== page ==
for some time before she spoke of it. It was not till the middle of June, after a succession of encounters between the young people, that her old friend came one morning to discuss the circumstance. Mrs. Knocker asked her if she suspected it, and she promptly replied that it had never occurred to her. She added that she was extremely sorry, and that it had probably in the first instance been the fault of that injudicious dinner.
"Ah, the day of my headache—my miserable headache?" said her visitor. "Yes, very likely that did it. He's so dreadfully good-looking."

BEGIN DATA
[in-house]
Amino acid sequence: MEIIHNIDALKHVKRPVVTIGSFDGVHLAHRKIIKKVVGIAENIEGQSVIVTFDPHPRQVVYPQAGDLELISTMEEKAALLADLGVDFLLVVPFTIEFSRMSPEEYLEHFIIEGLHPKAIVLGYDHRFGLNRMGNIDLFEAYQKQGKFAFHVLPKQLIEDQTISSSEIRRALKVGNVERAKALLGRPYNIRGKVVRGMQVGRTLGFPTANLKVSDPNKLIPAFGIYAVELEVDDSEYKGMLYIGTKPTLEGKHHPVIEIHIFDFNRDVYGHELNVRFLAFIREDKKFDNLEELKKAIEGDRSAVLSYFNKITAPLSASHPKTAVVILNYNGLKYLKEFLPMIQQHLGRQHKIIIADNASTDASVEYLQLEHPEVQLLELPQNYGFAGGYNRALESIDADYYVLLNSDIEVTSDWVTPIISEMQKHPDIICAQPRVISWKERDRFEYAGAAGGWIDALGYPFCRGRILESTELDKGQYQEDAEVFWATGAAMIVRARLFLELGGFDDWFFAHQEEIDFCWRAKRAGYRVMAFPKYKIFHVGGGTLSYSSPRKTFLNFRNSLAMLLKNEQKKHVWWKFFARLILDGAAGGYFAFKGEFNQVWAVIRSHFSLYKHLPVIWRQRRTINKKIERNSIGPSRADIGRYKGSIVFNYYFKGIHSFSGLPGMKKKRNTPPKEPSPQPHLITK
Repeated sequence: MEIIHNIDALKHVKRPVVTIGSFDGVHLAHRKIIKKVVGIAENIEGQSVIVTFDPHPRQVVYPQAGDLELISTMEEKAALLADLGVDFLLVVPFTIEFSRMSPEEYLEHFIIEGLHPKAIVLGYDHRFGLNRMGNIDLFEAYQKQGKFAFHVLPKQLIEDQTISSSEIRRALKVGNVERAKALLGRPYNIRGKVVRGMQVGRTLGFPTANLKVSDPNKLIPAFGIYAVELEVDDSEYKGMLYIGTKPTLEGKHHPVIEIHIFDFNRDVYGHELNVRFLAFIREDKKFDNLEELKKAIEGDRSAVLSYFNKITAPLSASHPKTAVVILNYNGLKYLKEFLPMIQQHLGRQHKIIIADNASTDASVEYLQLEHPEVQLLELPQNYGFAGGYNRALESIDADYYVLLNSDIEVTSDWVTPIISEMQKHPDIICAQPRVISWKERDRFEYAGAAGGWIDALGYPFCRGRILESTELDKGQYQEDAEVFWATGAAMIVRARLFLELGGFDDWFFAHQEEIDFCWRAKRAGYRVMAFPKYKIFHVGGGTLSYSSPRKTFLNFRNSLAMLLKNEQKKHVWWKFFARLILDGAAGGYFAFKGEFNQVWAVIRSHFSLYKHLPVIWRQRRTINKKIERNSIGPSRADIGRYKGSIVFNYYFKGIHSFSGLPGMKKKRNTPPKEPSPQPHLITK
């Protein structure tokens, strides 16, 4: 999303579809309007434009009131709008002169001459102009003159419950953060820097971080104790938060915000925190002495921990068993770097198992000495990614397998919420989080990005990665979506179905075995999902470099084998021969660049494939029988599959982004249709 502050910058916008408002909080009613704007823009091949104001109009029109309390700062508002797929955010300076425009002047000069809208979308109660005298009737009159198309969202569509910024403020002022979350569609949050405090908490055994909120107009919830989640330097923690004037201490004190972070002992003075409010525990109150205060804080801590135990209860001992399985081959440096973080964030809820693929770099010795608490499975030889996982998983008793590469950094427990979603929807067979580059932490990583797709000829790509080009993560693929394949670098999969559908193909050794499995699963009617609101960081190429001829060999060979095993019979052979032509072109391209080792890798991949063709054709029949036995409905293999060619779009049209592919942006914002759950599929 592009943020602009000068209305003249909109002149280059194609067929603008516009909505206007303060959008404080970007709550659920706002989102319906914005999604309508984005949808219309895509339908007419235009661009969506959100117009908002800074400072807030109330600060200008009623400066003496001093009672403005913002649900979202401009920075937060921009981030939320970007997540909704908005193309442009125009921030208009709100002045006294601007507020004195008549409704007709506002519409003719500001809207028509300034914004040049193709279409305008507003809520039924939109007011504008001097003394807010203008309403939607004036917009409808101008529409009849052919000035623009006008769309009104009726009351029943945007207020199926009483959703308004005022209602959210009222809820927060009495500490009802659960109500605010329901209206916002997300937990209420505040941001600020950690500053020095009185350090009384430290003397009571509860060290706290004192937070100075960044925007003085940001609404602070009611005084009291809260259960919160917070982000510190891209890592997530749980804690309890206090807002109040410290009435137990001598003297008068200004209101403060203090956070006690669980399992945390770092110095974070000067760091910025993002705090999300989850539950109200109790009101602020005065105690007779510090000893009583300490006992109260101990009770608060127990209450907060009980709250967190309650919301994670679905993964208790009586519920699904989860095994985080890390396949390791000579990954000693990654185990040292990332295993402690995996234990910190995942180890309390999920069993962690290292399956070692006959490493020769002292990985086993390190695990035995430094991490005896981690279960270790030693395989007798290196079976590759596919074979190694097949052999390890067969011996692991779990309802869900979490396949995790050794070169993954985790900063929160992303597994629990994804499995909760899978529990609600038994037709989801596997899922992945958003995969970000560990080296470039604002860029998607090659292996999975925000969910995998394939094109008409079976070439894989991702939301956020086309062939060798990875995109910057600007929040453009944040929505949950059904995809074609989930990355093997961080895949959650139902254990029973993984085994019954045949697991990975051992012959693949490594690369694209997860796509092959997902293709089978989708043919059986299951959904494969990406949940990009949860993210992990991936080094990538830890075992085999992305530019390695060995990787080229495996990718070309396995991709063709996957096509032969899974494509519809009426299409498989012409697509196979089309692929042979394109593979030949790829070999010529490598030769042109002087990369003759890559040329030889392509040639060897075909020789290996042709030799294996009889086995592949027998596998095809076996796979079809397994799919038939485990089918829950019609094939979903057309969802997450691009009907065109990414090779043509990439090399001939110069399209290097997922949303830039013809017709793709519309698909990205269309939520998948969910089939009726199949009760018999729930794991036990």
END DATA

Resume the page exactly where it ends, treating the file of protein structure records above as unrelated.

"Poor child, he can't help that. Neither can I!" Lady Greyswood ventured to add.
"He comes by it honestly. He seems very nice."
"He's nice enough, but he hasn't a farthing, you know, and his expectations are nil." They considered, they turned the matter about, they wondered what they had better do. In the first place there was no room for doubt; of course Mrs. Knocker hadn't sounded the girl, but a mother, a